2. PARAGRAPH ONE: (1) Who you are and (2) why you’re writing them. I did okay with the first part, where I tried to describe myself using key nouns and verbs from the job post (see item #1). I was too implicit with the second part, though. Employers want you to tell them what they do, even though they already know. They don’t need to learn their mission from you, but they do need to see that you understand what it is:
Description: “Pro Bono Net…us[es] innovative technology to increase legal assistance for low-income and vulnerable individuals.”

Before:  

“Professionally, I am passionate about improving social outcomes for low-income and vulnerable individuals. Personally, I care about helping people better understand technology. I would love this job.”

After:  

“Professionally, I am passionate about improving social outcomes for low-income and vulnerable individuals. Personally, I care about helping people better understand technology. Pro Bono Net combines both my passions, deploying technology to help close the justice gap. I would love this job.”
  1. PARAGRAPH TWO+:

(a) DO tie your specific skillset(s) to the employer’s job description. As with the resume makeover (see item #3), Provide concrete examples of the kinds of work you’ve done in your various experiences–but be careful of clients’ confidentiality. Try to make sure your cover letter augments the information in your resume. For instance, for one position my resume describes what I did; my cover letter describes why I did it:

Description: “Liaise with national, regional, and local stakeholders…”
Qualifications: “…ability to make technology understandable to people without technical skills.”

Resume:  

“Interviewed students… Met with teaching staff…”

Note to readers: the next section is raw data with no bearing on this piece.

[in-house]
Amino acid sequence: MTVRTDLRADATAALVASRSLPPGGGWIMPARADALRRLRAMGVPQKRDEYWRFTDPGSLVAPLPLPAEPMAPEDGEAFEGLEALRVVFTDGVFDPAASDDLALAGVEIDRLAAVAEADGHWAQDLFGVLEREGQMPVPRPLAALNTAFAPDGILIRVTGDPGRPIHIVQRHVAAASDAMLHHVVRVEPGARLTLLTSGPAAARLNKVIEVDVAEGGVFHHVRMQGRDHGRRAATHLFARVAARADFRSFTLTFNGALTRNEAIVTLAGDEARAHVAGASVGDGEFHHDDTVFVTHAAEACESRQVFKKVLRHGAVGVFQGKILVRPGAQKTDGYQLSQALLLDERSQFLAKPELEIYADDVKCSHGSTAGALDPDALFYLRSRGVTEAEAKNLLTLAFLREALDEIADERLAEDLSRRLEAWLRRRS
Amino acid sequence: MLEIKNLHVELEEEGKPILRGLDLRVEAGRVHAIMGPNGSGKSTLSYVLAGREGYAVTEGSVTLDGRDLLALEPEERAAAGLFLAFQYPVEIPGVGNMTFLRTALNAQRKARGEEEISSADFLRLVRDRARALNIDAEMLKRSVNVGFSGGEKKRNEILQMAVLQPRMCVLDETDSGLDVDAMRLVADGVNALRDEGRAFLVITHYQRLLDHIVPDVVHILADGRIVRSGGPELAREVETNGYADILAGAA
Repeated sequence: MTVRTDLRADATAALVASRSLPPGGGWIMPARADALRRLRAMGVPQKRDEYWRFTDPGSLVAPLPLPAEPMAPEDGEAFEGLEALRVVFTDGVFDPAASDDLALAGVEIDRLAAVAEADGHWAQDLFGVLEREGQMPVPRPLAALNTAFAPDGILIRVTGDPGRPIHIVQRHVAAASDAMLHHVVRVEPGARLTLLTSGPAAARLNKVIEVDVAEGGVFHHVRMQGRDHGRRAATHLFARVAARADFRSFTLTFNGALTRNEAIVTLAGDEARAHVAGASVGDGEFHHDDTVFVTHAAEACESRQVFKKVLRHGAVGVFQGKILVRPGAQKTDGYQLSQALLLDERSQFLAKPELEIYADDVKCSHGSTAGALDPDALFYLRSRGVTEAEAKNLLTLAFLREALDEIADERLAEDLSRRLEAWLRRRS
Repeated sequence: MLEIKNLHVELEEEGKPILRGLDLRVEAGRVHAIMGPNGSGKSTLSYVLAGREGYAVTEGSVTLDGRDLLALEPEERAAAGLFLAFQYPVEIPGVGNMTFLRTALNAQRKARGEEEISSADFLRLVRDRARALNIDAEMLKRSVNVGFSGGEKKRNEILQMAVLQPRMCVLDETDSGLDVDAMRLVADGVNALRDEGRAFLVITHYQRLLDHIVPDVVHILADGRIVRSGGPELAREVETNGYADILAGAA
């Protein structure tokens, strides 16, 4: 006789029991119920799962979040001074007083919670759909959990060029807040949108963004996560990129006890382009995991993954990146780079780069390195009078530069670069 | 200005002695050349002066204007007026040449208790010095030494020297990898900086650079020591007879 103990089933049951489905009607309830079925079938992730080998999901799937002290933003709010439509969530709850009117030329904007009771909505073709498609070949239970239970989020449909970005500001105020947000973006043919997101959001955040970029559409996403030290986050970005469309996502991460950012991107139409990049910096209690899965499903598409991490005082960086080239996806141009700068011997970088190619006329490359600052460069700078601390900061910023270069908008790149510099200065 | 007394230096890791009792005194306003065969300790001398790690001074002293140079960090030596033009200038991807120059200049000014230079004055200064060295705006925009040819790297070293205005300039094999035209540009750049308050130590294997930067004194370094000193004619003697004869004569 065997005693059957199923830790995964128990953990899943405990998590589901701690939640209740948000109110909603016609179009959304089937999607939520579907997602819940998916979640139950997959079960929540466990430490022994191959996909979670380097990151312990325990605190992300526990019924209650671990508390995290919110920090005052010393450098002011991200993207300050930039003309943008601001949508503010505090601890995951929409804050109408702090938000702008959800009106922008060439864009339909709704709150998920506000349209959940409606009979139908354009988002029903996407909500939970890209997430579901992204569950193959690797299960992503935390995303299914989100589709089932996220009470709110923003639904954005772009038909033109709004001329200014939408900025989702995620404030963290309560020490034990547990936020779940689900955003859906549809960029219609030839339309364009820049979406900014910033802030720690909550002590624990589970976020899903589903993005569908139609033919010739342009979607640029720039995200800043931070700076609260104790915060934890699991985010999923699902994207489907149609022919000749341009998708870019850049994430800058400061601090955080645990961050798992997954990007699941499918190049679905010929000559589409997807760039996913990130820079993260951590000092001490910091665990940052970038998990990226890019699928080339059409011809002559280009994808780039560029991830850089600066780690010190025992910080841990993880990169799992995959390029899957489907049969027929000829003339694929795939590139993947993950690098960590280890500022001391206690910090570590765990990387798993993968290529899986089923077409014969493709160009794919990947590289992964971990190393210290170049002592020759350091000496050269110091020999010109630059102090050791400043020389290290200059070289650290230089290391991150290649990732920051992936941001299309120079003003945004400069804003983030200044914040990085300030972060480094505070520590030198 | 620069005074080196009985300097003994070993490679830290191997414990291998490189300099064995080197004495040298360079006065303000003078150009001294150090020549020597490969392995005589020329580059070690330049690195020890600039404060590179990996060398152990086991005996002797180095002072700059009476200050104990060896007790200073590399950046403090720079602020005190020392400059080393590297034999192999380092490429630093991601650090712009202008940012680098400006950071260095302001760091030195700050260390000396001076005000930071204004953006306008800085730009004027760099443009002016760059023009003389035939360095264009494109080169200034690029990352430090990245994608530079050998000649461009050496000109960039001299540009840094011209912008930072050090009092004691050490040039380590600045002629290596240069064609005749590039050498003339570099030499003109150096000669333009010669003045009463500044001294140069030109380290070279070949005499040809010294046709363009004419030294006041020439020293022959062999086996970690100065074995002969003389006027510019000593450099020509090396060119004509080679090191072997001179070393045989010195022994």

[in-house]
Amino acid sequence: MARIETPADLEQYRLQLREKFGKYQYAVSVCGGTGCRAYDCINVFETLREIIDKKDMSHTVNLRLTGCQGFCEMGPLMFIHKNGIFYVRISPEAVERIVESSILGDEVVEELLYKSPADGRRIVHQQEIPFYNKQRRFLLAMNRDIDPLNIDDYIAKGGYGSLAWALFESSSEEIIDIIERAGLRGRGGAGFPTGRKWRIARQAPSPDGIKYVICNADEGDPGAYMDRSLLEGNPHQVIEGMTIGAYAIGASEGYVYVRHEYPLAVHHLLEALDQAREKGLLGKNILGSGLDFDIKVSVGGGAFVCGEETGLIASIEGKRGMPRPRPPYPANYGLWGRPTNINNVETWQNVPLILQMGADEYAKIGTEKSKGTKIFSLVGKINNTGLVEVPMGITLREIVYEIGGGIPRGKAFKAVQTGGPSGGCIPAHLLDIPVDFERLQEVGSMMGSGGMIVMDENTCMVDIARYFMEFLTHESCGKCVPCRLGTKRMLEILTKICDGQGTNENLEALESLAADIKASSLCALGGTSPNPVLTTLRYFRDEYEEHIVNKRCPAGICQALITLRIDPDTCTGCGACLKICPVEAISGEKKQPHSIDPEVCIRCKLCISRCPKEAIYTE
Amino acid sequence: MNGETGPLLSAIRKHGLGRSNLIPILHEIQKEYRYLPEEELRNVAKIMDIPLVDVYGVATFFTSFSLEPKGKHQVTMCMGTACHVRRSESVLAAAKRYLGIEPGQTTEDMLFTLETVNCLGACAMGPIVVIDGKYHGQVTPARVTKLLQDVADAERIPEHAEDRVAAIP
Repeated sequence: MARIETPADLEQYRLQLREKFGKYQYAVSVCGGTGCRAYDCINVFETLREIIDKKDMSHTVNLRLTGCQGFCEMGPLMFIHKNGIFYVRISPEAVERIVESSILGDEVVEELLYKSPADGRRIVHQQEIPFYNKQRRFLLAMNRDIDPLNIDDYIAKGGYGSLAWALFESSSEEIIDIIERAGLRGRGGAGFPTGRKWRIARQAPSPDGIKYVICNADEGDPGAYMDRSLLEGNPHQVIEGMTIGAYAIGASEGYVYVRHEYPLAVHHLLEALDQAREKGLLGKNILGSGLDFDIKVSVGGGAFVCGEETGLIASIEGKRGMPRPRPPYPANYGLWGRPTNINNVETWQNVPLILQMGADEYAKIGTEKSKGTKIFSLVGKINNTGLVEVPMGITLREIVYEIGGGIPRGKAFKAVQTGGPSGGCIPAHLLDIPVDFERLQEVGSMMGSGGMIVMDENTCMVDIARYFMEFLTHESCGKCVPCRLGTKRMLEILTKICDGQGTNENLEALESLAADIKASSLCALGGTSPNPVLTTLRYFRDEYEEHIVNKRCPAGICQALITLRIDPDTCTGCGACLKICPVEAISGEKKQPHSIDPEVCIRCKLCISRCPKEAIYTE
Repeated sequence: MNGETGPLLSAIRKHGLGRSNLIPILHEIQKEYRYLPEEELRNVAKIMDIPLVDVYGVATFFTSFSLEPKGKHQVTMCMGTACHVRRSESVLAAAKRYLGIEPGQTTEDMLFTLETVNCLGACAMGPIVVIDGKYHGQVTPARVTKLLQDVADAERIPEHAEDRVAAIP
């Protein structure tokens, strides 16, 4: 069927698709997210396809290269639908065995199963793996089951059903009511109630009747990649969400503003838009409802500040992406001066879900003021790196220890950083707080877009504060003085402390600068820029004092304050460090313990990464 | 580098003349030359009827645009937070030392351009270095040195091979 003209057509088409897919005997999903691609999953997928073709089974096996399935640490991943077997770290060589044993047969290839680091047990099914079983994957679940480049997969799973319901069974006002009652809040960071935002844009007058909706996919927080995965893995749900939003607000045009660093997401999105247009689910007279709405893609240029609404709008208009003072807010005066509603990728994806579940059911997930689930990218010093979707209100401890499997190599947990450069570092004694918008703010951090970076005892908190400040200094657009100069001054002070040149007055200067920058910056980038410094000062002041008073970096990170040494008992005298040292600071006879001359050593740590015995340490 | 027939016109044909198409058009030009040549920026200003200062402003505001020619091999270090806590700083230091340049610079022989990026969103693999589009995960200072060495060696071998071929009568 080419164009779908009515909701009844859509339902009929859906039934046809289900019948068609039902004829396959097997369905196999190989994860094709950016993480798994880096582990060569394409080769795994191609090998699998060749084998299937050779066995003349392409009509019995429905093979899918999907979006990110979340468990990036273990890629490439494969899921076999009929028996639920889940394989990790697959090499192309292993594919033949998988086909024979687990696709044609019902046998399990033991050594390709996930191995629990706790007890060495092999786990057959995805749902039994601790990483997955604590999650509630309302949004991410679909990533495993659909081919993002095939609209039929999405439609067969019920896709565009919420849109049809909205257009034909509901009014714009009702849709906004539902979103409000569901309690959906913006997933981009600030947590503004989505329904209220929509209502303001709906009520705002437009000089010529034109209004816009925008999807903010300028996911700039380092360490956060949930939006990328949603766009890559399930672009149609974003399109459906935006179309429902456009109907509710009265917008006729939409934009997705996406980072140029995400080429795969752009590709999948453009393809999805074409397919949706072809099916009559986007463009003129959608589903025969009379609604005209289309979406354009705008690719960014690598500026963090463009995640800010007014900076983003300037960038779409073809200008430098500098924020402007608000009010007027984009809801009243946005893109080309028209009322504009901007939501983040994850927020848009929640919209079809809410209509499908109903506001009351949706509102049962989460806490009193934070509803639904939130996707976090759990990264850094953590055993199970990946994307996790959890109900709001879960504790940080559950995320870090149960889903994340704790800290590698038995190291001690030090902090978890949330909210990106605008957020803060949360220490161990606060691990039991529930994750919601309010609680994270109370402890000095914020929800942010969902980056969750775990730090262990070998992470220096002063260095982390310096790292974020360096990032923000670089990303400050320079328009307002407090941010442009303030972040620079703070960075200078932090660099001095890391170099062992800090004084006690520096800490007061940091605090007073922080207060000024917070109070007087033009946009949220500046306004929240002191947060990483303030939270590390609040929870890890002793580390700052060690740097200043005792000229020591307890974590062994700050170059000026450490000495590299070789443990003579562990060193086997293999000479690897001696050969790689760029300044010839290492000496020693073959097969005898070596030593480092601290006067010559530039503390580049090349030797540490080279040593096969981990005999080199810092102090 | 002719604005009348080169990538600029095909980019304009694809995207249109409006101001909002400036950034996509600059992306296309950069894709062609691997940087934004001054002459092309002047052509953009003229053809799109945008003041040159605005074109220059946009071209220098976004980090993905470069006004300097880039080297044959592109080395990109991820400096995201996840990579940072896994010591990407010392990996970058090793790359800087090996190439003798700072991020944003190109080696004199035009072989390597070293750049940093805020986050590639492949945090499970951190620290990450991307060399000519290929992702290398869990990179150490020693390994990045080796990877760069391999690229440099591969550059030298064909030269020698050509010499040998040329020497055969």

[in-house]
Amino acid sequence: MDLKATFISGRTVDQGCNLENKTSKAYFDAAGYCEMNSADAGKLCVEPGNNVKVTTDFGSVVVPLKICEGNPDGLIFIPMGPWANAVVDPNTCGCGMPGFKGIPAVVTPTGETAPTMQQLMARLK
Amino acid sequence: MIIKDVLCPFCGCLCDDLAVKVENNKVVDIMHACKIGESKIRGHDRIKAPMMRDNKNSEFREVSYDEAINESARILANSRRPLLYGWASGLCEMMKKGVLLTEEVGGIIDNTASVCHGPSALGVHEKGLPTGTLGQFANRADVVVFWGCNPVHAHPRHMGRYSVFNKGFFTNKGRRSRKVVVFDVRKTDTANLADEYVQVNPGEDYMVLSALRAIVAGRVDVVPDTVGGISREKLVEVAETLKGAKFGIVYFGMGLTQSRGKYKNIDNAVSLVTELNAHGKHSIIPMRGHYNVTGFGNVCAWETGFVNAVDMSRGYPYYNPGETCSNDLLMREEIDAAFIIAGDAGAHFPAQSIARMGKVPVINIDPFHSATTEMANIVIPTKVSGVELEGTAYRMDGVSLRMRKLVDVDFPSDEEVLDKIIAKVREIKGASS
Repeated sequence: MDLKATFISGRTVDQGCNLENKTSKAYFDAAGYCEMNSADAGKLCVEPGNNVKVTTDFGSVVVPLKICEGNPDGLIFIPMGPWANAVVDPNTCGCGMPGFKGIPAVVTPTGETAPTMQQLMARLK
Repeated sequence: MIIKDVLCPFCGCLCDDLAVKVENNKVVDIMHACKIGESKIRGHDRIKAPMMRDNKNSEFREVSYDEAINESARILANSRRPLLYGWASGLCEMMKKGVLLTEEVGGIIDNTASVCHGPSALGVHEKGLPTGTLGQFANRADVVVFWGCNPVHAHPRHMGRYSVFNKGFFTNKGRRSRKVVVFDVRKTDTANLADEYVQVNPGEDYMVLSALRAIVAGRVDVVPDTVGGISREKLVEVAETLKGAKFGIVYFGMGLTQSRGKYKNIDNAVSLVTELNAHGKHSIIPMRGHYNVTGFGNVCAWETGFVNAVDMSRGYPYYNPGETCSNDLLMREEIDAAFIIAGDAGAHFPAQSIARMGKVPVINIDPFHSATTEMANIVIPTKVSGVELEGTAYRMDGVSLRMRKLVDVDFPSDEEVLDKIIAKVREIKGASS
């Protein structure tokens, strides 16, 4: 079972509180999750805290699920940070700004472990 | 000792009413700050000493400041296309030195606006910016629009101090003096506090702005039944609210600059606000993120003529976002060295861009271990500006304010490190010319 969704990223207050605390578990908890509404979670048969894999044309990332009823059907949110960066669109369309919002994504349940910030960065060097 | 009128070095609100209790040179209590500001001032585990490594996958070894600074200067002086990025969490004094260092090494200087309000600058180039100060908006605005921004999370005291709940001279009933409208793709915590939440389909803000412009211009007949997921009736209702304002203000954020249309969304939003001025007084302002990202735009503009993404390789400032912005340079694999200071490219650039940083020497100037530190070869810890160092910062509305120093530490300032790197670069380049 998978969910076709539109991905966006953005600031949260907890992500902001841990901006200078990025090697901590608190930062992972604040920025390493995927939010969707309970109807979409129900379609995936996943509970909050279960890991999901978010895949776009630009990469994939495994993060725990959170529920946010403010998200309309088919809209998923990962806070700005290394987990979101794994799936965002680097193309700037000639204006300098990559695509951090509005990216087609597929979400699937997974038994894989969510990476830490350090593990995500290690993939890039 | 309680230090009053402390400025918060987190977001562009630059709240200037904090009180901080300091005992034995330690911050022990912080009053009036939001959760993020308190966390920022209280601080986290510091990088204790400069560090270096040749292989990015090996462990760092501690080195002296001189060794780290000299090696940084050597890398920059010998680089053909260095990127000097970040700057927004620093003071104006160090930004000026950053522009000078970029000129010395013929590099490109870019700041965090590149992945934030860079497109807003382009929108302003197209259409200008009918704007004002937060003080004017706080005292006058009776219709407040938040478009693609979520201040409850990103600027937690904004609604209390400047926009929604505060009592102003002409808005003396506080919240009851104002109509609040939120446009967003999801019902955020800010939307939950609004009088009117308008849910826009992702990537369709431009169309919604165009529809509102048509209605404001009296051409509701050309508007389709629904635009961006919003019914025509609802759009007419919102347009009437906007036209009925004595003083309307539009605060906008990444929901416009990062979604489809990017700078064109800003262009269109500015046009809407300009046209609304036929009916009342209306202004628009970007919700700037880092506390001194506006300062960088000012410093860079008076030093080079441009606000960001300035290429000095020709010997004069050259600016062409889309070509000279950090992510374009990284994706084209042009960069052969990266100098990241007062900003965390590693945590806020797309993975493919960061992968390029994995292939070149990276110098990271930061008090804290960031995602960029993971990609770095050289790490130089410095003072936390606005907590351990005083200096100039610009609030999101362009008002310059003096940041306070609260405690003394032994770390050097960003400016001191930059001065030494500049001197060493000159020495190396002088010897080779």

Cover Letter:  

“[M]y work…required me to explain…technological solutions to two disparate groups…”

(b)  DON’T include extraneous information. (If you’re curious what that looks like, check out the entire third paragraph of my original attempt.)

  1. LAST PARAGRAPH: Close simply and directly.
  2. A FEW NOTES ON GENERAL STYLE:
    • Research the employer to hit the right tone. Don’t treat my example as a general rule for what kind of language is acceptable. I played pretty close to the line for informal language in this cover letter, but I think I can get away with it based on the tone of the employer’s website. (For instance: “Passionate about public interest law? Love using the web? Consider joining our team!”) If the organization you want to work for (or you) are more straight-laced, find more professional ways to say the same thing:
Desired Message: “I am interested in working for you.”

Informal:  

“I would love this job.”

Formal:  

“This position is directly in line with my career goals.”
    • Avoid overstating your enthusiasm for entry-level work. I’m an effusive guy. I got away with “love,” but Christina drew the line at “thrilled.” (Avoid superlatives as well.)
    • Never run over a single page. (Oops.)

I’m not quite ready to hit send yet. When you think you’re done, wait until the next day whenever you can and look at the letter with fresh eyes. I’ll let you know how this resume-cover letter combo turns out. In the meantime, I’ll be working on a list of contacts for informational meetings (the next montage post).

Wax on, wax off.
-Sam